After decades of research, clinical experts agree that biological, lifestyle and environmental factors may all have a part to play in the formation of cellulite.
Hormonal factors - hormones such as oestrogen, noradrenaline, insulin, prolactin and thyroxine (T4) and triiodothyronine (T3) are part of the cellulite production process. In particular, oestrogen is known to stimulate fibroblasts (connective tissue cells which produce collagen and other fibers) to make collagenase which then breaks down the septa (collagen strands) surrounding fat cells. Oestrogen also stimulates preadipocytes to form new fat cells.
Genetics – it is believed that genes may predispose a person to particular characteristics associated with cellulite, such as gender, race, metabolism, distribution of subcutaneous fat and poor circulation.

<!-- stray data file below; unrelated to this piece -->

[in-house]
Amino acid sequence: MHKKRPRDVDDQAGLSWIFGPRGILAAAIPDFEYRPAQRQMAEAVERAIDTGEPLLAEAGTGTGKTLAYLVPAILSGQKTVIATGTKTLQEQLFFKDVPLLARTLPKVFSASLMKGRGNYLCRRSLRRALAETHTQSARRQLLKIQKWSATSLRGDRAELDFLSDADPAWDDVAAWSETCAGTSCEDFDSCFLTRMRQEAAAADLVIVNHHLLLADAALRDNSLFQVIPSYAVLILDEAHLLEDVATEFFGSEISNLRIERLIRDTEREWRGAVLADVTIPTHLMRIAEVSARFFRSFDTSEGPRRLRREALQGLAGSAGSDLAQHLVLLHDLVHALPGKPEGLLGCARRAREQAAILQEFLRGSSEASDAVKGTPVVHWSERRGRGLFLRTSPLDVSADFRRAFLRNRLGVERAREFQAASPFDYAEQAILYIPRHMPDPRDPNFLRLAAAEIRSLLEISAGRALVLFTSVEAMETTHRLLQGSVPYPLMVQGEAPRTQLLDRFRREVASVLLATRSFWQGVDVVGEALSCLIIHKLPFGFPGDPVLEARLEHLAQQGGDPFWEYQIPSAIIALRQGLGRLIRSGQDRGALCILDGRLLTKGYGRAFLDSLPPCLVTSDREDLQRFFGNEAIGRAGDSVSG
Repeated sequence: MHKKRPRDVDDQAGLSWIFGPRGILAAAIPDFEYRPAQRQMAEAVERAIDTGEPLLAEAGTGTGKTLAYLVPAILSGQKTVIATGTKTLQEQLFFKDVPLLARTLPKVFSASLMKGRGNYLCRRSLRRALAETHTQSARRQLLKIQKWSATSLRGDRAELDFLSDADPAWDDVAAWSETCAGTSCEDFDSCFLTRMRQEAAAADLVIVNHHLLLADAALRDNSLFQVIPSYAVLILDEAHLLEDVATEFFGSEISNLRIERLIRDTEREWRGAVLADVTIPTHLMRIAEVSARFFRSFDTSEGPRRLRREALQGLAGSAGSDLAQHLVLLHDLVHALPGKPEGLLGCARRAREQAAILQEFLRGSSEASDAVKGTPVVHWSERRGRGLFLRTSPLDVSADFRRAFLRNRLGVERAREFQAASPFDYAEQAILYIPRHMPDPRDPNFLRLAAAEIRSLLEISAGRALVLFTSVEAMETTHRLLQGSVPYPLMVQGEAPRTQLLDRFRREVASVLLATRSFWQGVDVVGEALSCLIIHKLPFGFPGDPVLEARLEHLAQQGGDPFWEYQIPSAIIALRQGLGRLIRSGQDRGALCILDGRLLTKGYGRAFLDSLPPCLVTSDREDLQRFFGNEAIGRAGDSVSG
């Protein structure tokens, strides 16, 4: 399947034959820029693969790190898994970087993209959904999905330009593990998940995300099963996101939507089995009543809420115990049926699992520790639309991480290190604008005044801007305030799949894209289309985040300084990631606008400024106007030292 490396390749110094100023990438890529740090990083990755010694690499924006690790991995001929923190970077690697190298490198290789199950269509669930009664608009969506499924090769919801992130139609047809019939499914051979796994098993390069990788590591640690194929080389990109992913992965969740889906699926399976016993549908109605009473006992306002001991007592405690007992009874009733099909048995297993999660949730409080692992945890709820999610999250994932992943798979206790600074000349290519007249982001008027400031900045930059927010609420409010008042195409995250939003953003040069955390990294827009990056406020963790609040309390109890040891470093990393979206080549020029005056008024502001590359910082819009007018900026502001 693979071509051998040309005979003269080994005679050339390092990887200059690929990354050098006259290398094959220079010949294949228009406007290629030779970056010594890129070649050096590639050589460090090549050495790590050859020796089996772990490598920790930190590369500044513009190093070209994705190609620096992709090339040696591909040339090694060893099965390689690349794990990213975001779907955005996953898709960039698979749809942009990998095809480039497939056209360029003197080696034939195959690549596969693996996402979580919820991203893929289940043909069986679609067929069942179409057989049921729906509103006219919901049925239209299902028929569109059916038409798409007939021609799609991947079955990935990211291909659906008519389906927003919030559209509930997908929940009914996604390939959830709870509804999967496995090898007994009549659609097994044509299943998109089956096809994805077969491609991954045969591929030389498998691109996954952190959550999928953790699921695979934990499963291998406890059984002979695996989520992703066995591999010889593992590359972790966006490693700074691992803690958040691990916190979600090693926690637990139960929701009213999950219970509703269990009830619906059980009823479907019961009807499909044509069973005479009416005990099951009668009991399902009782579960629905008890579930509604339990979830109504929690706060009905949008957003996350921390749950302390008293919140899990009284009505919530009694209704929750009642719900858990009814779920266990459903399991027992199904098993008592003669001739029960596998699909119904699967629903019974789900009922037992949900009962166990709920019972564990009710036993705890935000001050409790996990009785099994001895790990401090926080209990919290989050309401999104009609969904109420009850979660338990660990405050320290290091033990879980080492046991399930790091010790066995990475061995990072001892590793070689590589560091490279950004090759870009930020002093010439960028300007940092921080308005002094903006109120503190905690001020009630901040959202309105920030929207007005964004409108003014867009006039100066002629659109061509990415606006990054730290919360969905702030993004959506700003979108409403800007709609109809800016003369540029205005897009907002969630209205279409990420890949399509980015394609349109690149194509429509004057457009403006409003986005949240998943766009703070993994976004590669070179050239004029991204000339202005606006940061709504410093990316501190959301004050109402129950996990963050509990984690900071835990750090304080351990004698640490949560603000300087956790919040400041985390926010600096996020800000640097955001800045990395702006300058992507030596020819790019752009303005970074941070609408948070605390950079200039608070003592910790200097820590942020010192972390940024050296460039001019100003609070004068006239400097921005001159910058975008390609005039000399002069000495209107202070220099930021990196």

Diet – diets high in refined carbohydrates and processed fatty foods are believed to exacerbate cellulite. Caffeine and alcohol are also said to be culprits, creating a build-up of toxins and damaging micro-circulation.
Lifestyle factors – it has been noted that cellulite is more prevalent in people who endure periods of high-stress, who smoke and /or are inactive (standing or sitting in one position) for long periods of time.
Clothing – tight clothing which limits blood flow may also contribute to the formation of cellulite.